I give thanks for your prayers. On March 15th at one in the morning, my wife and I, having joined a truck which was full of relief supplies, stopped at a local store, taking anything we could get our hands on from the shelves, buying it all and filling our trunk and back seat area; with these supplies we headed north straight for Fukushima. Though on the way we saw sink holes in the road and houses that had partially collapsed we moved smoother than we expected, yet we also heard via the media about another explosion at the nuclear power plant and the leakage of radioactivity and added to that we heard reports of the enlarging of the evacuation area, prohibitions regarding entering the evacuation area and the like, so though perplexed we chose the inland road. It took 10 hours, but finally we arrived safely in Aizu at the refuge shelter (a church) at 11o’clock in the morning. Hallelujah!
About one-third of the 60 church members came from near the nuclear power plant, the radioactivity contamination testing not yet done they then joined us in the afternoon. At that time when we immediately started with a worship service, I began to hear their sobbing voices and I realized just how much each had passed through upon arriving here. In the evening we went to a nearby hot springs and shared the joy of bathing for the first time in five days. We were deeply touched by the kindness of the Aizu Church. One by one, trembling with emotion, I saw them call out and embracing each other saying “Your alive!” and the flow of tears started flowing again.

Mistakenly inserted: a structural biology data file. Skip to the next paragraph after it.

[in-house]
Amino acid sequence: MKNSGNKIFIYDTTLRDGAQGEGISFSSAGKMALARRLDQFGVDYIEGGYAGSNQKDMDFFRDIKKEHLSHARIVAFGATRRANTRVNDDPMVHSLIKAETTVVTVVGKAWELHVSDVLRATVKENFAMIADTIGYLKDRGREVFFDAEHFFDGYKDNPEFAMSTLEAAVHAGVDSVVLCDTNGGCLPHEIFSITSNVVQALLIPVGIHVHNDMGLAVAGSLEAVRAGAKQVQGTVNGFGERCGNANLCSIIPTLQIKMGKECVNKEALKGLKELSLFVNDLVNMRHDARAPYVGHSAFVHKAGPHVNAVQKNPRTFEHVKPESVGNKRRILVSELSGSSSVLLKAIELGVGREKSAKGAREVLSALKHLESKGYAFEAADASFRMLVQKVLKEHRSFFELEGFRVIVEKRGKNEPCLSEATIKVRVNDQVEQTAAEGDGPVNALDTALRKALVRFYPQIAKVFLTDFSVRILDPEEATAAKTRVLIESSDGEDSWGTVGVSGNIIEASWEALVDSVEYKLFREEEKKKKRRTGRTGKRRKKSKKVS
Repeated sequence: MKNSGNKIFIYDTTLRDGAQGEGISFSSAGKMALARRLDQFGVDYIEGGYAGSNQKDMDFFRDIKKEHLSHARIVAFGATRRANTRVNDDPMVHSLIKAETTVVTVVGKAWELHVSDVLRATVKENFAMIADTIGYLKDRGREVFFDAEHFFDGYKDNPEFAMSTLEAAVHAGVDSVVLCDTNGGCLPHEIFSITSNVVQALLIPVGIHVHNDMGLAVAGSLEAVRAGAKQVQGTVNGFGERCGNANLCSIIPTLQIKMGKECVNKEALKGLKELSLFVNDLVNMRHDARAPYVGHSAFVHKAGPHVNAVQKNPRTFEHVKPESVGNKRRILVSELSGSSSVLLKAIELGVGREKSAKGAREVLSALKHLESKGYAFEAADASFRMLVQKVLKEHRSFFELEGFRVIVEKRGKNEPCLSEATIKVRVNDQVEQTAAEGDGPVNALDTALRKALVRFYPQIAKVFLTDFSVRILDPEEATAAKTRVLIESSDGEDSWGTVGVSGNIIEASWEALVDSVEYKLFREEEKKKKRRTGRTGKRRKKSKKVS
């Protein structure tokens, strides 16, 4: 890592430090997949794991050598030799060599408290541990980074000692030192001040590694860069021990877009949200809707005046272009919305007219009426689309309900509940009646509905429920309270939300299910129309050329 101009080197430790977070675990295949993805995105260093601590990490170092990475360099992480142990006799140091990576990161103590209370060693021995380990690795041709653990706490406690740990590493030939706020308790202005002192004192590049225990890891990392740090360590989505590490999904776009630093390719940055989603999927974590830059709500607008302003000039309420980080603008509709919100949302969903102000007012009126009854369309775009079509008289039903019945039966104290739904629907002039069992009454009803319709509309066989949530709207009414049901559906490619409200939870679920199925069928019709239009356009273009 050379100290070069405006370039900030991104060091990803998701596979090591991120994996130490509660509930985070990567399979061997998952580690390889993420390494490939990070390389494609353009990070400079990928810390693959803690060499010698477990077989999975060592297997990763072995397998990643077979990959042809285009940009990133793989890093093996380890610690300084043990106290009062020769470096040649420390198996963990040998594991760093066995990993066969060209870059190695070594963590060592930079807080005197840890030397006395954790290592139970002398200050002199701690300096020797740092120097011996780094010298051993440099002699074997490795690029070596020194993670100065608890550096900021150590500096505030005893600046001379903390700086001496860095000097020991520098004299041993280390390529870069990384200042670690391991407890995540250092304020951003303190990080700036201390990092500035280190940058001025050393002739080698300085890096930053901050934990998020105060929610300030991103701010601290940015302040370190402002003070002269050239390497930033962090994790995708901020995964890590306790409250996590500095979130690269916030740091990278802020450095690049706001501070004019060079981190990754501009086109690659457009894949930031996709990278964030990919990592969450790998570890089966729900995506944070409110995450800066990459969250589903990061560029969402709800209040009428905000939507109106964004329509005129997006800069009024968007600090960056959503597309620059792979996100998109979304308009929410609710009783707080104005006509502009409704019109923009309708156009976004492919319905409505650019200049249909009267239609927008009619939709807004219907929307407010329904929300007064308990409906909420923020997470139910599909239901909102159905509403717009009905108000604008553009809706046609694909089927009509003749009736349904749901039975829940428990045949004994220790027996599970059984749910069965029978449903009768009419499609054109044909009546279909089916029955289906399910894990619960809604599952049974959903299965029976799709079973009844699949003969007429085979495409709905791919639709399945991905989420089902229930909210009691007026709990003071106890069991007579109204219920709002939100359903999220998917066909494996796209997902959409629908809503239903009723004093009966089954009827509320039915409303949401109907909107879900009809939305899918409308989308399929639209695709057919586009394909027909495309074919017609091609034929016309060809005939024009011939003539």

And all that to realize, they have just started Gypsy like wanderings, no longer having a home, and I ask these who left with just the clothes on their backs, “Do you need to launder anything?” and when they answered “We have NOTHING to wash.” I could not find the words to respond to them. When I asked, I found that some of them have had nothing to drink or eat for 3 days; others had spent those days numb with cold. This drifting lifestyle has just started with the pressing need to secure gasoline and a place to stay. This large family of 60 people trying to live together, and making matters worse this is a nationwide emergency in which it is hard to make decisions, so we have decided to head north preparing to establish ourselves, anticipating a protracted situation. Perhaps as a result of exhaustion, there are those who have received I.V. in the hospitals, from the old to the babes as God’s people after the exodus, we will be traveling in the “wilderness”. Will we ever be able to return to that town? Will it become ruins? Will we be able to return in 2 or 3 months? When will we again be able to open our front doors to the church and our homes? All seems to be a drift, in the midst of feeling our way we unite our strength guided by the pillar of fire and cloud, no other option but to wander.
The day before we left, the police gave a special “disaster relief” certification for our car so we were able to get a full tank of gas. Tomorrow the Yonezawa Church will pay a great sacrifice by receiving us in their building. We give thanks for their compassion and sympathy, and we can do nothing but kindly accept this means of survival. It is just like living out a scene in a drama, I never thought I would have this kind of experience in my lifetime. O Lord, may you protect this flock which is precious in your eye, which has begun to wander scattered about in various places like the “Remnant” like a people left behind.
I lift up my eyes to the hills. From where does my help come? My help comes from the LORD, who made heaven and earth. He will not let your foot be moved; he who keeps you will not slumber. Behold, he who keeps Israel will neither slumber nor sleep.